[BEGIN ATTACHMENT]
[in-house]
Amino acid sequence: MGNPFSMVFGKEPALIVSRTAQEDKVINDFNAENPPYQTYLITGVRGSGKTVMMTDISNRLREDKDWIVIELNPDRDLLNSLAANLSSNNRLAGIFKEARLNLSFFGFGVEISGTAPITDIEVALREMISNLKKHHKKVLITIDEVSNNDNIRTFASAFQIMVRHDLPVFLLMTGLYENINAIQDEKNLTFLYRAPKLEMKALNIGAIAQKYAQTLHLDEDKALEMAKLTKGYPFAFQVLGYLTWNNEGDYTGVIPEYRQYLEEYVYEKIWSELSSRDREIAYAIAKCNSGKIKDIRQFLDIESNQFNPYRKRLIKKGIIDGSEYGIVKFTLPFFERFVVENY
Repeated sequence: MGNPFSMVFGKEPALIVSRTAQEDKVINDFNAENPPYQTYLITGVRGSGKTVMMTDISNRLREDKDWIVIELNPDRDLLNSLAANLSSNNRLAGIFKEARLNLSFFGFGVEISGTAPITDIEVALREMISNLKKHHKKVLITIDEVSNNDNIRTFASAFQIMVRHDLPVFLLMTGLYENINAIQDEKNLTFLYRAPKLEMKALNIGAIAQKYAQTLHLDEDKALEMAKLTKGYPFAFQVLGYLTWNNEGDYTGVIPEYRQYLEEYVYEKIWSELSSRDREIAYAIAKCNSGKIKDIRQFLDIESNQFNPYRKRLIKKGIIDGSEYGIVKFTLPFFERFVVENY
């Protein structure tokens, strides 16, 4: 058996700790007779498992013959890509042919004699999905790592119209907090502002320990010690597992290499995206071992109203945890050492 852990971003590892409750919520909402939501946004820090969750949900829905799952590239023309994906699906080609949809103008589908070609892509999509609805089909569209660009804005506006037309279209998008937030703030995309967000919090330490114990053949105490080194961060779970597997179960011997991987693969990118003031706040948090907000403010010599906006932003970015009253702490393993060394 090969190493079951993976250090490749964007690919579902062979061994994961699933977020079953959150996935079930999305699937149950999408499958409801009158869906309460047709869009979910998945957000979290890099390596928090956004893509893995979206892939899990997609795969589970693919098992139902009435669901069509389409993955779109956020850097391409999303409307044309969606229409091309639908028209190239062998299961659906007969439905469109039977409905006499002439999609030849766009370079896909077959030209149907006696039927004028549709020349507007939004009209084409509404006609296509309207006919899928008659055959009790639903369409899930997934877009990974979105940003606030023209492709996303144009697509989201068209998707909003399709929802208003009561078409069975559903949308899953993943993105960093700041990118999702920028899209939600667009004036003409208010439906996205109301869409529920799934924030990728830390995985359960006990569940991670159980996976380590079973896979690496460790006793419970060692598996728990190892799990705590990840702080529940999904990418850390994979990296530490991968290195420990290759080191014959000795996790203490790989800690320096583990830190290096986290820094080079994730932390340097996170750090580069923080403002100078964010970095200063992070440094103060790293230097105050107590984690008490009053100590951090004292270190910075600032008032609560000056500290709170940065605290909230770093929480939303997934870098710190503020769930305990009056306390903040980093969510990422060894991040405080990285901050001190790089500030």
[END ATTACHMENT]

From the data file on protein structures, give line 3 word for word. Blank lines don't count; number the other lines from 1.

Repeated sequence: MGNPFSMVFGKEPALIVSRTAQEDKVINDFNAENPPYQTYLITGVRGSGKTVMMTDISNRLREDKDWIVIELNPDRDLLNSLAANLSSNNRLAGIFKEARLNLSFFGFGVEISGTAPITDIEVALREMISNLKKHHKKVLITIDEVSNNDNIRTFASAFQIMVRHDLPVFLLMTGLYENINAIQDEKNLTFLYRAPKLEMKALNIGAIAQKYAQTLHLDEDKALEMAKLTKGYPFAFQVLGYLTWNNEGDYTGVIPEYRQYLEEYVYEKIWSELSSRDREIAYAIAKCNSGKIKDIRQFLDIESNQFNPYRKRLIKKGIIDGSEYGIVKFTLPFFERFVVENY